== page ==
Hockey Central
The Modern Minors
Minor Pro Hockey's Surprising Southern Boom

When eight teams banded together in 1936-37 to form the American Hockey League, the professional hockey universe consisted of the eight NHL clubs and just 15 other minor pro teams competing in three leagues across North America. By 2000-01, beyond the 30 NHL franchises, there were seven minor leagues counting 102 clubs as members, and expectations of further growth.

Like the other minor leagues of the day, the American league's primary mandate was, and remains, to develop talent for the National Hockey League. But in today's minor leagues, salesmanship and show business are as highly valued as the ability to skate and shoot. This new emphasis is reflected in the team nicknames.

Where teams once were known rather prosaically as the Bisons, Eagles, Reds or Stars, with the Wichita Skyhawks of the American Hockey Association or the Pittsburgh Yellow Jackets of the Eastern league on the exotic edge, contemporary teams are more likely to be called the Mudbugs, RiverFrogs, Sabercats or Lizard Kings. The minors have spread far beyond their traditional locales in the northeastern and midwestern United States into the deep South and the sunbelt of the southwest. Even the failure of two minor leagues during the 1960s (the Sunshine Hockey League and the Southern Hockey League) hasn't stemmed minor professinal hockey's spread across the North American continent.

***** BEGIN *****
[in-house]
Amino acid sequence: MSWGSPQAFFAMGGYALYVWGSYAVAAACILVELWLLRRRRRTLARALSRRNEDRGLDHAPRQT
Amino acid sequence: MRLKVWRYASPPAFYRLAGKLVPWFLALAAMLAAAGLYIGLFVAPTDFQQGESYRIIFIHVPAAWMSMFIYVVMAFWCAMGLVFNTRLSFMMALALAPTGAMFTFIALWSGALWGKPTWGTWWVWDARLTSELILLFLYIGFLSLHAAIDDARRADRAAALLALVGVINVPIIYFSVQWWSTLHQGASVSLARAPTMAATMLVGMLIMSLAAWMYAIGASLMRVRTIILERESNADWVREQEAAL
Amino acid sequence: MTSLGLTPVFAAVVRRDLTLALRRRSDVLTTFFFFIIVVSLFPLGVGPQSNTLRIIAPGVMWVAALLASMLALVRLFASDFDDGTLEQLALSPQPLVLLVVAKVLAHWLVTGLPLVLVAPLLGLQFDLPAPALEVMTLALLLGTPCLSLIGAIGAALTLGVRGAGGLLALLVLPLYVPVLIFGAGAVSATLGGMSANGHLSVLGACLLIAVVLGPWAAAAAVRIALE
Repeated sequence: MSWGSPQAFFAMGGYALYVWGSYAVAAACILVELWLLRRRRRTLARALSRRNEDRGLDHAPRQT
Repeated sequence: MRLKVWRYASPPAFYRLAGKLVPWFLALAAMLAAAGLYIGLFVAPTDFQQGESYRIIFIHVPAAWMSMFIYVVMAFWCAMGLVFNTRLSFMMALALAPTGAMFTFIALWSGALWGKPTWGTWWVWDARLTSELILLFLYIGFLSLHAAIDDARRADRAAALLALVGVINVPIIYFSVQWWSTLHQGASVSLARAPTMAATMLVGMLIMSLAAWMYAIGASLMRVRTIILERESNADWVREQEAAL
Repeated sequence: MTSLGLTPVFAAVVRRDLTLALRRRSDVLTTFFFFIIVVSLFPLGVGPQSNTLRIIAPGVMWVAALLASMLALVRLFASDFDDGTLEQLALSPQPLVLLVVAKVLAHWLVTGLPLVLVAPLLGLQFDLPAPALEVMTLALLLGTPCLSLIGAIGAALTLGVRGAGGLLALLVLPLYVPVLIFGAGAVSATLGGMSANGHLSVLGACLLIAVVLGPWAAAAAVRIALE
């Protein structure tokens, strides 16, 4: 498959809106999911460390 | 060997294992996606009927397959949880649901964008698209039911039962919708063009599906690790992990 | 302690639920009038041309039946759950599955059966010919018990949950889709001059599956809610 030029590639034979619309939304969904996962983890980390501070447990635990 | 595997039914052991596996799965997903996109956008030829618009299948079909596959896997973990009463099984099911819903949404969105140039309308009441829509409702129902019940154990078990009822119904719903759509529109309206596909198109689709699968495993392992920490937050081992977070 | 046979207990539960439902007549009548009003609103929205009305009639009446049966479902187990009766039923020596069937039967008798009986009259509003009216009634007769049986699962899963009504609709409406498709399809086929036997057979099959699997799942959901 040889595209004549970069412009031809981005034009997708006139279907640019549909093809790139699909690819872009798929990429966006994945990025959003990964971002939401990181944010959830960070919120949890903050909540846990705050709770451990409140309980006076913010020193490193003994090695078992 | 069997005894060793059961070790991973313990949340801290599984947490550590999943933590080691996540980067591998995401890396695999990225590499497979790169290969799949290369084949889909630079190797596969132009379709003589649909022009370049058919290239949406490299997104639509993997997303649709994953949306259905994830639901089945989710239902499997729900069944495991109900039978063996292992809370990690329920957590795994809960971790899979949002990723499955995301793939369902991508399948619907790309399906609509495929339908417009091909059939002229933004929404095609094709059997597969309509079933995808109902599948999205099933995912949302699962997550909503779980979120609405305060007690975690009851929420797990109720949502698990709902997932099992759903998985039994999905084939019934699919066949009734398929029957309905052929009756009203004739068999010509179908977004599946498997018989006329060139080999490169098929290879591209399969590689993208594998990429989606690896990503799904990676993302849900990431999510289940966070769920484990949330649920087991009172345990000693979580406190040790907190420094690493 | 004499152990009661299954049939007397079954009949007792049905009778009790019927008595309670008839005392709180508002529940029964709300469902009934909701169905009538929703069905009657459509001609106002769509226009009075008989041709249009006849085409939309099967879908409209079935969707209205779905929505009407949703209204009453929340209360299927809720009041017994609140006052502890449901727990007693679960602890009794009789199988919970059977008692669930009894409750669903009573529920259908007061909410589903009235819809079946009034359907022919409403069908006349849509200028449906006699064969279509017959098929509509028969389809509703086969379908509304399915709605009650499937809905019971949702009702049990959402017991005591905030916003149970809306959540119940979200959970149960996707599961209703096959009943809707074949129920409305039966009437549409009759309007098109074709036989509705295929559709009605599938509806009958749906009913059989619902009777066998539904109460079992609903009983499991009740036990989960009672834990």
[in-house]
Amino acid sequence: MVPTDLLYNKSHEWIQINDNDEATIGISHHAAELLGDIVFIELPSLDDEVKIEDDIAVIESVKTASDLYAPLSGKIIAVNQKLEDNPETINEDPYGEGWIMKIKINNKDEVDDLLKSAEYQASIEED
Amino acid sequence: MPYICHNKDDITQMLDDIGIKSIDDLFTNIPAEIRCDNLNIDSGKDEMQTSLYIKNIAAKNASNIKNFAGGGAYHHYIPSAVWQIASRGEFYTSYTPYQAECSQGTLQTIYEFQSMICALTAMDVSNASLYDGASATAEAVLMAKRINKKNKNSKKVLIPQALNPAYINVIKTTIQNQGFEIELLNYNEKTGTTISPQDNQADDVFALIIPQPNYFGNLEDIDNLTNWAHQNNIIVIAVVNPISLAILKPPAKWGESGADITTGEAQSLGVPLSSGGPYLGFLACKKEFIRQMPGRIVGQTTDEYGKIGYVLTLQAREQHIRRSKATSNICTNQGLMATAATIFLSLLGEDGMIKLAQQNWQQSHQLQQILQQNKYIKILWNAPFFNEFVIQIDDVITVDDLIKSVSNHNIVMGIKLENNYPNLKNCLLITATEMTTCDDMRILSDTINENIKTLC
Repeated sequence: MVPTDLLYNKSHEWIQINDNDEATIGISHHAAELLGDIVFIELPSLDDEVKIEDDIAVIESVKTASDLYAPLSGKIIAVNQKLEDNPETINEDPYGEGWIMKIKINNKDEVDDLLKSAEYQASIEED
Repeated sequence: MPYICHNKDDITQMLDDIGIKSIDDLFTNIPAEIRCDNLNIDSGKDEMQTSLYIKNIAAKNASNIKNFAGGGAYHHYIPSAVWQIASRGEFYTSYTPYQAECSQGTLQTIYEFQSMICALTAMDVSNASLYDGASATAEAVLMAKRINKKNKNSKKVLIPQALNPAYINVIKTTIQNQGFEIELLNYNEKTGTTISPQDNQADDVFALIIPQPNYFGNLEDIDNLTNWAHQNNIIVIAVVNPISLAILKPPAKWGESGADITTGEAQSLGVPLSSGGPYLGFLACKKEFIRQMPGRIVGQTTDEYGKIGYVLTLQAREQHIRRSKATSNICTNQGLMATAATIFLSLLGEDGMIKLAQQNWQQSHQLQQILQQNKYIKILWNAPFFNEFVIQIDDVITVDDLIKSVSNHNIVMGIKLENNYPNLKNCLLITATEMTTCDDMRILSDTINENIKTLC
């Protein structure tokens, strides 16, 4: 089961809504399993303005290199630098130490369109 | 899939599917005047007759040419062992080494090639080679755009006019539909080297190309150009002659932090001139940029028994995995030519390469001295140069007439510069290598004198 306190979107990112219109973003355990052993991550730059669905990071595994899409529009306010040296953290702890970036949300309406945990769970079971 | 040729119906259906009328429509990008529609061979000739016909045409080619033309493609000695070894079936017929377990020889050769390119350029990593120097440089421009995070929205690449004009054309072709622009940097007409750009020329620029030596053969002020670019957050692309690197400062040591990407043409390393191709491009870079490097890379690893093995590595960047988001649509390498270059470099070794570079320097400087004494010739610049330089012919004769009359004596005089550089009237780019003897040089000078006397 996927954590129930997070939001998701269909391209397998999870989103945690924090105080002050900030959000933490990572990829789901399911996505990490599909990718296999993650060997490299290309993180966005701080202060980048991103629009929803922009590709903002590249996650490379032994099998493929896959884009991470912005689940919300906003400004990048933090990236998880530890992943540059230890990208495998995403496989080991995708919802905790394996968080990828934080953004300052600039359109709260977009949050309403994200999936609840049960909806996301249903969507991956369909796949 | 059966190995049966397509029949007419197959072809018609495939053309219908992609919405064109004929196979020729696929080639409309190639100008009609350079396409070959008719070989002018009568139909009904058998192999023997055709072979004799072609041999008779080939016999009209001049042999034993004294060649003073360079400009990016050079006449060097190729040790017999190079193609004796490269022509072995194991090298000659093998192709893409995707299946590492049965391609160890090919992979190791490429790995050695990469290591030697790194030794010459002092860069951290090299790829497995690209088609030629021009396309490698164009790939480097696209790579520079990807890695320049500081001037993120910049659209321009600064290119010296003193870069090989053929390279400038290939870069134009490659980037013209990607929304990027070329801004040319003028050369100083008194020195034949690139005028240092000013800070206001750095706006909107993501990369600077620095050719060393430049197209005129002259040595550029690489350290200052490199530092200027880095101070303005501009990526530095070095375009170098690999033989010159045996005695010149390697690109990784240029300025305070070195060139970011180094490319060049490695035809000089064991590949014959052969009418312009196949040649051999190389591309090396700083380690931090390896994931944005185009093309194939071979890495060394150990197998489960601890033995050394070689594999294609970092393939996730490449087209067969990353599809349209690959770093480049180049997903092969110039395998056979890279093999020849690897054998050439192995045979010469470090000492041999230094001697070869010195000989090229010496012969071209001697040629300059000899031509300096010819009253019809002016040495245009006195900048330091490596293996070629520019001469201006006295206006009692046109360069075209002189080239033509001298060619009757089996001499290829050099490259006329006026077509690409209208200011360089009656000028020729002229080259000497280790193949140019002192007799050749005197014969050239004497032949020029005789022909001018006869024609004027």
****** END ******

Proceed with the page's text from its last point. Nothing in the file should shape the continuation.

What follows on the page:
As it has been for most of its existence, the American Hockey League is the top development league for the National Hockey League. Each franchise is required to be affiliated with an NHL team, and the league's 18 clubs were linked to 24 of the NHL's 26 teams in 1997-98, with seven clubs owned outright by their NHL parents. In 1998-99 the AHL will added Lowell (Massachusetts) Loch Monsters, owned by the New York Islanders, and the 1999-2000 season marked the debut of a team in Wilkes-Barre, Pennsylvania which are the farm team for the Pittsburgh Penguins, who currently co-sponor the Syracuse Crunch with the Vancouver Canucks.

The Philadelphia Flyers added an interesting wrinkle to the AHL in 1996 when they ended their association with the Hershey Bears and launched the Philadephia Phantoms as a farm club, both for players and fans. With the Flyers having moved into the new CoreStates Center, the Phantoms took over their old arena, the Spectrum, and led the league in attendance with average crowds of 9,182 en route to the AHL championship.

Each AHL team is guaranteed a set number of players from their parent club(s), but they are also free to sign free agents and conduct their own professional tryouts. Players must be at least 18 years old by December 31 in order to be eligible to play in the AHL. As most of the league's players are on NHL contracts, there is no preset salary range. The American Hockey League plays NHL rules, except that a single point is awarded to a team that loses in overtime.

The International Hockey League was formed on December 5, 1945, and has operated continously since the 1945-46 season. It's interesting to note that the names of both the American and International leagues have been something of a misnomer for more than 30 years: the AHL has had at least one Canadian-based team in every season since 1959-60, while the "I" was strictly American following the withdrawal of southwestern Ontario's Chatham Maroons and Windsor Bulldogs after the 1963-64 season. Not until 1996, when franchises were placed in the former NHL cities of Winnipeg and Quebec, did the IHL once again become international.